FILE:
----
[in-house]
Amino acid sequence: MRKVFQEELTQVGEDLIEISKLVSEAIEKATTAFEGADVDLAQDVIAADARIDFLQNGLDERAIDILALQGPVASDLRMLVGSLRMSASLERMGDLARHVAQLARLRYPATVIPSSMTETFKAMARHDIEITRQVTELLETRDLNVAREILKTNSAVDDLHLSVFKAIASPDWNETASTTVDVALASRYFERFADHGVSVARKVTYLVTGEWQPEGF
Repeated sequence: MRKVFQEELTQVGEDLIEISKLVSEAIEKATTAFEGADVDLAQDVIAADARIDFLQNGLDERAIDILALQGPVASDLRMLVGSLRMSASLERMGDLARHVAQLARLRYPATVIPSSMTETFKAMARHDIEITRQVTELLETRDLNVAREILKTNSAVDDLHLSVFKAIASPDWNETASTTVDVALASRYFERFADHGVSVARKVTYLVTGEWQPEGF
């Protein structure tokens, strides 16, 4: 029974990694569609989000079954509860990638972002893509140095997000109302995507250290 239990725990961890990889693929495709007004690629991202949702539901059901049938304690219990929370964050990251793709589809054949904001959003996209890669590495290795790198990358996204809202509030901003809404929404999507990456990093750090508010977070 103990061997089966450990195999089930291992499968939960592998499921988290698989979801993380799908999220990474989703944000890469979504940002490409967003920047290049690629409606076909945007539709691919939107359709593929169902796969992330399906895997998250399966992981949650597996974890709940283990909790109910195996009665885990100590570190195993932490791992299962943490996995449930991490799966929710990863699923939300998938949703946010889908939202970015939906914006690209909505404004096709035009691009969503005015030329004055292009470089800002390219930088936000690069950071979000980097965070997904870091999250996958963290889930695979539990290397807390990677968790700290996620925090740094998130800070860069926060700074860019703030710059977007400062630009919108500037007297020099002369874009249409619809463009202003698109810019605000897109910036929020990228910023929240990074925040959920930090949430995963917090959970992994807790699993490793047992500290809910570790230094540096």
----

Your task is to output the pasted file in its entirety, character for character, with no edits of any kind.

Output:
[in-house]
Amino acid sequence: MRKVFQEELTQVGEDLIEISKLVSEAIEKATTAFEGADVDLAQDVIAADARIDFLQNGLDERAIDILALQGPVASDLRMLVGSLRMSASLERMGDLARHVAQLARLRYPATVIPSSMTETFKAMARHDIEITRQVTELLETRDLNVAREILKTNSAVDDLHLSVFKAIASPDWNETASTTVDVALASRYFERFADHGVSVARKVTYLVTGEWQPEGF
Repeated sequence: MRKVFQEELTQVGEDLIEISKLVSEAIEKATTAFEGADVDLAQDVIAADARIDFLQNGLDERAIDILALQGPVASDLRMLVGSLRMSASLERMGDLARHVAQLARLRYPATVIPSSMTETFKAMARHDIEITRQVTELLETRDLNVAREILKTNSAVDDLHLSVFKAIASPDWNETASTTVDVALASRYFERFADHGVSVARKVTYLVTGEWQPEGF
């Protein structure tokens, strides 16, 4: 029974990694569609989000079954509860990638972002893509140095997000109302995507250290 239990725990961890990889693929495709007004690629991202949702539901059901049938304690219990929370964050990251793709589809054949904001959003996209890669590495290795790198990358996204809202509030901003809404929404999507990456990093750090508010977070 103990061997089966450990195999089930291992499968939960592998499921988290698989979801993380799908999220990474989703944000890469979504940002490409967003920047290049690629409606076909945007539709691919939107359709593929169902796969992330399906895997998250399966992981949650597996974890709940283990909790109910195996009665885990100590570190195993932490791992299962943490996995449930991490799966929710990863699923939300998938949703946010889908939202970015939906914006690209909505404004096709035009691009969503005015030329004055292009470089800002390219930088936000690069950071979000980097965070997904870091999250996958963290889930695979539990290397807390990677968790700290996620925090740094998130800070860069926060700074860019703030710059977007400062630009919108500037007297020099002369874009249409619809463009202003698109810019605000897109910036929020990228910023929240990074925040959920930090949430995963917090959970992994807790699993490793047992500290809910570790230094540096």